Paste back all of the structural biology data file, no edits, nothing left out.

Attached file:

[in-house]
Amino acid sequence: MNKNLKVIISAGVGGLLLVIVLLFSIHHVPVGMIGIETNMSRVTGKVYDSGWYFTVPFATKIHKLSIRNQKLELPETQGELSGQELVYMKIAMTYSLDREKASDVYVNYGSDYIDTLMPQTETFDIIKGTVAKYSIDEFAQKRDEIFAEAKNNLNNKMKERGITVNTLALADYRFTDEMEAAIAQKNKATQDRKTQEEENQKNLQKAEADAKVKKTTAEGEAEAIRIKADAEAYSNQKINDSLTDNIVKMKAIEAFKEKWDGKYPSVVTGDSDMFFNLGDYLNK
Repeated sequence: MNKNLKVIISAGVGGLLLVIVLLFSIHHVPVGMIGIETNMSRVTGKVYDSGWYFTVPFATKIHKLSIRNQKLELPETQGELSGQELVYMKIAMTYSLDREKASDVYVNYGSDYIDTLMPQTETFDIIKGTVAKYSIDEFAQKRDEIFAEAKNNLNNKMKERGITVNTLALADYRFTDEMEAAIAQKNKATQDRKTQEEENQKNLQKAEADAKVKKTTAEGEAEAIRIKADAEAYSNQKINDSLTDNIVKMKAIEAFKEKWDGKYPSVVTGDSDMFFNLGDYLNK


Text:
[in-house]
Amino acid sequence: MNKNLKVIISAGVGGLLLVIVLLFSIHHVPVGMIGIETNMSRVTGKVYDSGWYFTVPFATKIHKLSIRNQKLELPETQGELSGQELVYMKIAMTYSLDREKASDVYVNYGSDYIDTLMPQTETFDIIKGTVAKYSIDEFAQKRDEIFAEAKNNLNNKMKERGITVNTLALADYRFTDEMEAAIAQKNKATQDRKTQEEENQKNLQKAEADAKVKKTTAEGEAEAIRIKADAEAYSNQKINDSLTDNIVKMKAIEAFKEKWDGKYPSVVTGDSDMFFNLGDYLNK
Repeated sequence: MNKNLKVIISAGVGGLLLVIVLLFSIHHVPVGMIGIETNMSRVTGKVYDSGWYFTVPFATKIHKLSIRNQKLELPETQGELSGQELVYMKIAMTYSLDREKASDVYVNYGSDYIDTLMPQTETFDIIKGTVAKYSIDEFAQKRDEIFAEAKNNLNNKMKERGITVNTLALADYRFTDEMEAAIAQKNKATQDRKTQEEENQKNLQKAEADAKVKKTTAEGEAEAIRIKADAEAYSNQKINDSLTDNIVKMKAIEAFKEKWDGKYPSVVTGDSDMFFNLGDYLNK